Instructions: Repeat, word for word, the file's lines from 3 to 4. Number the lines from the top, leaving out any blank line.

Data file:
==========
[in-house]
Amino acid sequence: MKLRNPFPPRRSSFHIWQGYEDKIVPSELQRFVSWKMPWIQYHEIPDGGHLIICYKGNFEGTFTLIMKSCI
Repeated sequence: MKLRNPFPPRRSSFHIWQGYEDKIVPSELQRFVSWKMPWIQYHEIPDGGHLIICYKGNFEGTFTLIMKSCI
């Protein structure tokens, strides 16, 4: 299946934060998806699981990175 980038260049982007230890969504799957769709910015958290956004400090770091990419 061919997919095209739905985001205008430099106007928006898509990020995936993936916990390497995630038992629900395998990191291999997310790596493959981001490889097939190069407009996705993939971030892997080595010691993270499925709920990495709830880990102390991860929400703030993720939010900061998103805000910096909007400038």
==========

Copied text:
Repeated sequence: MKLRNPFPPRRSSFHIWQGYEDKIVPSELQRFVSWKMPWIQYHEIPDGGHLIICYKGNFEGTFTLIMKSCI
């Protein structure tokens, strides 16, 4: 299946934060998806699981990175 980038260049982007230890969504799957769709910015958290956004400090770091990419 061919997919095209739905985001205008430099106007928006898509990020995936993936916990390497995630038992629900395998990191291999997310790596493959981001490889097939190069407009996705993939971030892997080595010691993270499925709920990495709830880990102390991860929400703030993720939010900061998103805000910096909007400038």